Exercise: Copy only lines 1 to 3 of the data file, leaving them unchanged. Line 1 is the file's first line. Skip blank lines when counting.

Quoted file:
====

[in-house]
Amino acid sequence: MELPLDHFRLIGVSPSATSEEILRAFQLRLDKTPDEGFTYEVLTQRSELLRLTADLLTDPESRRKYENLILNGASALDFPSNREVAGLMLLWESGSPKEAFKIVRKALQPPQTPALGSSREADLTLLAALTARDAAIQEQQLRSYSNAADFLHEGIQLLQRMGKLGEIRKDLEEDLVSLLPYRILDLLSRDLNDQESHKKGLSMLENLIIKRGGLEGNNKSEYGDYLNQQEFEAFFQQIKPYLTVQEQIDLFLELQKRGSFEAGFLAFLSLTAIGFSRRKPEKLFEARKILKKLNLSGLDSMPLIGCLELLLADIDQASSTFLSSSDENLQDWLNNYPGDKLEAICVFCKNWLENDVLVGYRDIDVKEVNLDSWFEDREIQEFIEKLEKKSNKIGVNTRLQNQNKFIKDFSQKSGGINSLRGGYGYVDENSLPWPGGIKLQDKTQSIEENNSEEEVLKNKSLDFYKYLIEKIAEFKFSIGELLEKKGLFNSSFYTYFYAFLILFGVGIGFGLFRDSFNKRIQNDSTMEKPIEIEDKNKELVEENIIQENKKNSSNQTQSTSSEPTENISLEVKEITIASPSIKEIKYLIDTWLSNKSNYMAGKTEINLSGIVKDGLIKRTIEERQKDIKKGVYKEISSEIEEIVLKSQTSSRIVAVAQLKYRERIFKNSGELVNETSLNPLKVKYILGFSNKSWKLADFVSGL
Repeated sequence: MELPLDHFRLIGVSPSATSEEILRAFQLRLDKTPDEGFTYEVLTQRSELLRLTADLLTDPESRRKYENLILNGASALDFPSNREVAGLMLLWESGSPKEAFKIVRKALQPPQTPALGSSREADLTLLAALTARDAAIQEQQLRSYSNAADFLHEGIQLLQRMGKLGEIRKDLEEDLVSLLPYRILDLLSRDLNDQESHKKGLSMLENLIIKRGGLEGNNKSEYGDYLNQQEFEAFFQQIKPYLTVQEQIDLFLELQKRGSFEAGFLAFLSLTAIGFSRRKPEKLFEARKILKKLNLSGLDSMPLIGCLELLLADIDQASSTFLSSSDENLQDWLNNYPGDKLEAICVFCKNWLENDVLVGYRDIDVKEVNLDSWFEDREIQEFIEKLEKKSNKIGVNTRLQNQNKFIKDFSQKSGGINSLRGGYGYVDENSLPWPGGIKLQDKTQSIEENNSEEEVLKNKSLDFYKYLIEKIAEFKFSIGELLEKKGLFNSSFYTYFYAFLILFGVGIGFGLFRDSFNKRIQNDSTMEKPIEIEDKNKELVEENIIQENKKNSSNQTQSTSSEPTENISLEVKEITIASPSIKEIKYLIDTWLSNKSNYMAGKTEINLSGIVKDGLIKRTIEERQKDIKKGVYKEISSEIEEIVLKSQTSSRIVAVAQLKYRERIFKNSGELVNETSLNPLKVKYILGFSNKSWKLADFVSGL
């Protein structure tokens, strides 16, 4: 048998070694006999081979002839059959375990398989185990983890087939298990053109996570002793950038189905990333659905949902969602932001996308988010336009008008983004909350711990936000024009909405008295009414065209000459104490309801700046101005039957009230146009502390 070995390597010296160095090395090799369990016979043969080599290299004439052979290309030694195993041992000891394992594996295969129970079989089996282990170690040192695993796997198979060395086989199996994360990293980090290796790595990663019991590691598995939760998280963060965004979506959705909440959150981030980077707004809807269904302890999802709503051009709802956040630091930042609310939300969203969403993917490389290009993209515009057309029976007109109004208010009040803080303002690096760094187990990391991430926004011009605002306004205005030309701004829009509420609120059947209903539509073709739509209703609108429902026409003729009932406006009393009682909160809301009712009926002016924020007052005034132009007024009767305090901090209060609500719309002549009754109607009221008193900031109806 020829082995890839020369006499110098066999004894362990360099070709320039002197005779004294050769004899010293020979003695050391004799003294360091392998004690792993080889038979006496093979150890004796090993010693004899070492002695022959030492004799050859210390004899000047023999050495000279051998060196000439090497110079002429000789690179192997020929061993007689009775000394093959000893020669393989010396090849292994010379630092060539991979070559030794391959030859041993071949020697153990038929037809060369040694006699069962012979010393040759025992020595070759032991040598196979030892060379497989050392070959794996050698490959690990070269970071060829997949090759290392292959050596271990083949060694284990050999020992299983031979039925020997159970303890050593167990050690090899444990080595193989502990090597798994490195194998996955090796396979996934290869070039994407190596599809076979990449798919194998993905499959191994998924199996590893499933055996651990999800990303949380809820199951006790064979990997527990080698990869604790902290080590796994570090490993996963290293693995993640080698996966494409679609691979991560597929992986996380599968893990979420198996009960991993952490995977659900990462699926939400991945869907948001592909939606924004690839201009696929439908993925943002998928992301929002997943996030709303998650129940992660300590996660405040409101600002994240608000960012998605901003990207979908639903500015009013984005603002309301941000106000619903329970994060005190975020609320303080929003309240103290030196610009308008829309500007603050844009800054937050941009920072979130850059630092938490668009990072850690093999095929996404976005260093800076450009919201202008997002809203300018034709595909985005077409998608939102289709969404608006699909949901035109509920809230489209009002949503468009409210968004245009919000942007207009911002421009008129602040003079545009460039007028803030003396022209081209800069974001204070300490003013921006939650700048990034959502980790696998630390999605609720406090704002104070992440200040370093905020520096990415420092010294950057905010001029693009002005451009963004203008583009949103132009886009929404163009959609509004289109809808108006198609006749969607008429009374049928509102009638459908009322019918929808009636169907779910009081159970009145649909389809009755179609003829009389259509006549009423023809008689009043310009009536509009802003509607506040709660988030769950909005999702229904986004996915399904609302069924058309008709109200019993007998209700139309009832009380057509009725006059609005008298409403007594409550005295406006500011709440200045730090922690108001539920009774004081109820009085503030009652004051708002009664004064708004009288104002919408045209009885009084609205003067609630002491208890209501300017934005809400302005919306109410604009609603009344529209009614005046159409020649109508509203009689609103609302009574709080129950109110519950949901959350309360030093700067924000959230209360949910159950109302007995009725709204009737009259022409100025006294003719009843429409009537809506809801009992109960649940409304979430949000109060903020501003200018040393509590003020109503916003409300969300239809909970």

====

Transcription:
[in-house]
Amino acid sequence: MELPLDHFRLIGVSPSATSEEILRAFQLRLDKTPDEGFTYEVLTQRSELLRLTADLLTDPESRRKYENLILNGASALDFPSNREVAGLMLLWESGSPKEAFKIVRKALQPPQTPALGSSREADLTLLAALTARDAAIQEQQLRSYSNAADFLHEGIQLLQRMGKLGEIRKDLEEDLVSLLPYRILDLLSRDLNDQESHKKGLSMLENLIIKRGGLEGNNKSEYGDYLNQQEFEAFFQQIKPYLTVQEQIDLFLELQKRGSFEAGFLAFLSLTAIGFSRRKPEKLFEARKILKKLNLSGLDSMPLIGCLELLLADIDQASSTFLSSSDENLQDWLNNYPGDKLEAICVFCKNWLENDVLVGYRDIDVKEVNLDSWFEDREIQEFIEKLEKKSNKIGVNTRLQNQNKFIKDFSQKSGGINSLRGGYGYVDENSLPWPGGIKLQDKTQSIEENNSEEEVLKNKSLDFYKYLIEKIAEFKFSIGELLEKKGLFNSSFYTYFYAFLILFGVGIGFGLFRDSFNKRIQNDSTMEKPIEIEDKNKELVEENIIQENKKNSSNQTQSTSSEPTENISLEVKEITIASPSIKEIKYLIDTWLSNKSNYMAGKTEINLSGIVKDGLIKRTIEERQKDIKKGVYKEISSEIEEIVLKSQTSSRIVAVAQLKYRERIFKNSGELVNETSLNPLKVKYILGFSNKSWKLADFVSGL
Repeated sequence: MELPLDHFRLIGVSPSATSEEILRAFQLRLDKTPDEGFTYEVLTQRSELLRLTADLLTDPESRRKYENLILNGASALDFPSNREVAGLMLLWESGSPKEAFKIVRKALQPPQTPALGSSREADLTLLAALTARDAAIQEQQLRSYSNAADFLHEGIQLLQRMGKLGEIRKDLEEDLVSLLPYRILDLLSRDLNDQESHKKGLSMLENLIIKRGGLEGNNKSEYGDYLNQQEFEAFFQQIKPYLTVQEQIDLFLELQKRGSFEAGFLAFLSLTAIGFSRRKPEKLFEARKILKKLNLSGLDSMPLIGCLELLLADIDQASSTFLSSSDENLQDWLNNYPGDKLEAICVFCKNWLENDVLVGYRDIDVKEVNLDSWFEDREIQEFIEKLEKKSNKIGVNTRLQNQNKFIKDFSQKSGGINSLRGGYGYVDENSLPWPGGIKLQDKTQSIEENNSEEEVLKNKSLDFYKYLIEKIAEFKFSIGELLEKKGLFNSSFYTYFYAFLILFGVGIGFGLFRDSFNKRIQNDSTMEKPIEIEDKNKELVEENIIQENKKNSSNQTQSTSSEPTENISLEVKEITIASPSIKEIKYLIDTWLSNKSNYMAGKTEINLSGIVKDGLIKRTIEERQKDIKKGVYKEISSEIEEIVLKSQTSSRIVAVAQLKYRERIFKNSGELVNETSLNPLKVKYILGFSNKSWKLADFVSGL